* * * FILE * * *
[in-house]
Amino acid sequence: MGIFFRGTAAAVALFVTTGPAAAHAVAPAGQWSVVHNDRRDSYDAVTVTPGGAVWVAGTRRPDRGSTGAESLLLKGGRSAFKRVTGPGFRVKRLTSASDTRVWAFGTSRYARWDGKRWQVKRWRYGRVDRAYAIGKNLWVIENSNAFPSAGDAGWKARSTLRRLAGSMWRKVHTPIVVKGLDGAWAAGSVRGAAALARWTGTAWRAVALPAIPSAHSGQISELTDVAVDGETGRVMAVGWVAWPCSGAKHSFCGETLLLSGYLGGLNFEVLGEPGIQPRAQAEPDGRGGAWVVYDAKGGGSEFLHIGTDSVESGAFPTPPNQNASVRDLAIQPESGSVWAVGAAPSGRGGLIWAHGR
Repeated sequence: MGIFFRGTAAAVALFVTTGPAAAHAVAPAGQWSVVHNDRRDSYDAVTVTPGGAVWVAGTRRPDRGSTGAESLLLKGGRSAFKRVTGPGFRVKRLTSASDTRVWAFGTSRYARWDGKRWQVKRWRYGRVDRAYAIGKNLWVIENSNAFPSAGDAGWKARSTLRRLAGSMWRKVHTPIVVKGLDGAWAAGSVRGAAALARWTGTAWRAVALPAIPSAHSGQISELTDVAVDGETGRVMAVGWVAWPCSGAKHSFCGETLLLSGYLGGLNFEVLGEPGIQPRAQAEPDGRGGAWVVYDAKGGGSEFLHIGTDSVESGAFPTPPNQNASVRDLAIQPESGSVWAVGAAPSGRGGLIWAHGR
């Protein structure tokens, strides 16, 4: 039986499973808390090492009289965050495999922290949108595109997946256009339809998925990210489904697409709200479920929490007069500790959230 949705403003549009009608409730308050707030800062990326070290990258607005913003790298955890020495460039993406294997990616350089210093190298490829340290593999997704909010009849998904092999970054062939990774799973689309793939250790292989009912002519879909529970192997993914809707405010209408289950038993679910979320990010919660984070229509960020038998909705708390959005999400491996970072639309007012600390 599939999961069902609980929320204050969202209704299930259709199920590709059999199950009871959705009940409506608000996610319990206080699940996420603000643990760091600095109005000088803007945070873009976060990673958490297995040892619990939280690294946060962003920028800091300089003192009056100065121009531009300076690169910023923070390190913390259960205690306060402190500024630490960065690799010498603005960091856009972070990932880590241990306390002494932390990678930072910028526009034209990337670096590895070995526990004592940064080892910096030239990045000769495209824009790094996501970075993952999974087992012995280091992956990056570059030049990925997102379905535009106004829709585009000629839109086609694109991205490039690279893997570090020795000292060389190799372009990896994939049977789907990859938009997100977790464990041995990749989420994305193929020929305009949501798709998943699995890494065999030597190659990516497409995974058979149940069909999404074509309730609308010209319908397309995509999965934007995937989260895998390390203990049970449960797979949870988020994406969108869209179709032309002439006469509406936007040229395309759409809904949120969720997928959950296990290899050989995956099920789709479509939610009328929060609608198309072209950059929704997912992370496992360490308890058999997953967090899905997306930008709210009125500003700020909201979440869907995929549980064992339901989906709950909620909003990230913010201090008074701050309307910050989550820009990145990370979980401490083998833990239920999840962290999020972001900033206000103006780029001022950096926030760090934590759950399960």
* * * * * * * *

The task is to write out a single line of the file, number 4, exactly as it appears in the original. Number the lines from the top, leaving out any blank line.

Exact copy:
């Protein structure tokens, strides 16, 4: 039986499973808390090492009289965050495999922290949108595109997946256009339809998925990210489904697409709200479920929490007069500790959230 949705403003549009009608409730308050707030800062990326070290990258607005913003790298955890020495460039993406294997990616350089210093190298490829340290593999997704909010009849998904092999970054062939990774799973689309793939250790292989009912002519879909529970192997993914809707405010209408289950038993679910979320990010919660984070229509960020038998909705708390959005999400491996970072639309007012600390 599939999961069902609980929320204050969202209704299930259709199920590709059999199950009871959705009940409506608000996610319990206080699940996420603000643990760091600095109005000088803007945070873009976060990673958490297995040892619990939280690294946060962003920028800091300089003192009056100065121009531009300076690169910023923070390190913390259960205690306060402190500024630490960065690799010498603005960091856009972070990932880590241990306390002494932390990678930072910028526009034209990337670096590895070995526990004592940064080892910096030239990045000769495209824009790094996501970075993952999974087992012995280091992956990056570059030049990925997102379905535009106004829709585009000629839109086609694109991205490039690279893997570090020795000292060389190799372009990896994939049977789907990859938009997100977790464990041995990749989420994305193929020929305009949501798709998943699995890494065999030597190659990516497409995974058979149940069909999404074509309730609308010209319908397309995509999965934007995937989260895998390390203990049970449960797979949870988020994406969108869209179709032309002439006469509406936007040229395309759409809904949120969720997928959950296990290899050989995956099920789709479509939610009328929060609608198309072209950059929704997912992370496992360490308890058999997953967090899905997306930008709210009125500003700020909201979440869907995929549980064992339901989906709950909620909003990230913010201090008074701050309307910050989550820009990145990370979980401490083998833990239920999840962290999020972001900033206000103006780029001022950096926030760090934590759950399960």